can cause serious and sometimes fatal infections in young children, frail or eld-     genes can cause serious and sometimes fatal infections in young children, frail
erly people, and others with weakened immune systems. The whole cantaloupes           or elderly people, and others with weakened immune systems. So far, there
in question were shipped between July 29—Sept 10, 2011. The product was               have not been any reports of illness. The recalled avocado products were dis-
distributed to the following states: IL, WY, TN, UT, TX, CO, MN, KS, NM, NC,          tributed to distributors in California since June 2010. The recall was the result of
MO, NE, OK, AZ, NJ, NY, PA. The whole cantaloupes have either a green and             multiple positive Listeria monocytogenes results in 20 lbs. size avocado pulp
                                                                                      manufactured at the same facility in Peru. If you have these products in your
white sticker or gray, yellow and green sticker that identify these recalled prod-
                                                                                      possession, return them to distributors as soon as possible. The company has
ucts. Consumers who have purchased the affected products should destroy the
                                                                                      ceased the production, importing and distribution of the product as FDA and the
product. Consumers and media with questions should contact the company                company continue their investigation as to what caused the problem. Consum-
directly or visit the company’s website.                                              ers should contact the company with any questions.

                United States Department of Agriculture Recalls                                                                  (www.usda.gov)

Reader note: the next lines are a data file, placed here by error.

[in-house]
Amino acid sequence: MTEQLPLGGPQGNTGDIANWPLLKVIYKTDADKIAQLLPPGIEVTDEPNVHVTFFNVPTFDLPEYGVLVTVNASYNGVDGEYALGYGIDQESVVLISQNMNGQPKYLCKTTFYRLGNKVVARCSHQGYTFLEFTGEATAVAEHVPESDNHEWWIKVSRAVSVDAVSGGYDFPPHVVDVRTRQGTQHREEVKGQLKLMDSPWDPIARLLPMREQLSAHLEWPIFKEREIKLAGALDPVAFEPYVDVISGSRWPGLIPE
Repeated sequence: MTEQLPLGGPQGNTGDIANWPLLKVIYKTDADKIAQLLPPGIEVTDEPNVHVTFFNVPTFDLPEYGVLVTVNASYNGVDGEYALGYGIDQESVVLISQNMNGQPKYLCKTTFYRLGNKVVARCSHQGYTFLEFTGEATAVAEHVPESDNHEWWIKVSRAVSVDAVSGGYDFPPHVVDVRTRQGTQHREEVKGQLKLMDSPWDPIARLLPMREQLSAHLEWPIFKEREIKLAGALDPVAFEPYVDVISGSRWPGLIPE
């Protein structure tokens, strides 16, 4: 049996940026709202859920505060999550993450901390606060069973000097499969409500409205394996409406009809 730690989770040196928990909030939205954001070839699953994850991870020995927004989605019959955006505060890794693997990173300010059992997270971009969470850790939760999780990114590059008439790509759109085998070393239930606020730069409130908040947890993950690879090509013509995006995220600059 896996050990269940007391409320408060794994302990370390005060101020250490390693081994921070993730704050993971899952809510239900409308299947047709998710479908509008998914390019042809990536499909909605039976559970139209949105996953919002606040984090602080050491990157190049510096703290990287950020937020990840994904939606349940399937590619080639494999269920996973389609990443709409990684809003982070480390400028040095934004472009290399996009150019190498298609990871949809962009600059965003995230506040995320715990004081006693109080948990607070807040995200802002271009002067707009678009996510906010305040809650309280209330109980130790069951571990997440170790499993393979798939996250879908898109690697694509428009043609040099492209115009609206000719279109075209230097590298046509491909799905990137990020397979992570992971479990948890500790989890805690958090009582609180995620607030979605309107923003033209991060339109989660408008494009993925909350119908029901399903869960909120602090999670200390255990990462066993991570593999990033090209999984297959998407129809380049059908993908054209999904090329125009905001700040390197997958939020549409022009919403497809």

Product:         Ground Turkey Products                                               Product:         Chicken Caesar Salad
Incident:        Possible Health Risk–Salmonella                                      Incident:        Possible Health Risk–Undeclared Allergen
A Springdale, AR establishment has recalled approximately 185,000 pounds of           A Tracy, CA establishment is recalling approximately 52,191 pounds of chicken
ground turkey products because they may be contaminated with a strain of Sal-         Caesar salad products because they may contain an undeclared allergen, egg.
monella Heidelberg. Salmonella can cause serious and sometimes fatal infec-           Egg is a known allergen, which is not declared on the label. The egg is an in-
tions in young children, frail or elderly people, and others with weakened immune     gredient in the Caesar dressing packet in the salads. The recall includes salad
systems. The products subject to recall include: ground turkey chubs, fresh           kits, café salads and pasta layered salads with chicken. These salads were
ground turkey trays and fresh ground turkey patties. The products subject to          produced from Aug. 9, 2011 and Aug. 24, 2011. These salad products were
recall were derived from bone-in parts produced on Aug. 23, 24, 30 and 31 and         shipped to distributors in CA, OR, WA and nationwide. The problem was dis-
were distributed at the retail level nationwide. The strain of Salmonella Heidel-     covered when a consumer had a reaction after consuming the Caesar salad.
berg in question is identical to that of an outbreak of Salmonellosis that resulted   The consumer had a known allergy to eggs and suspected that eggs were an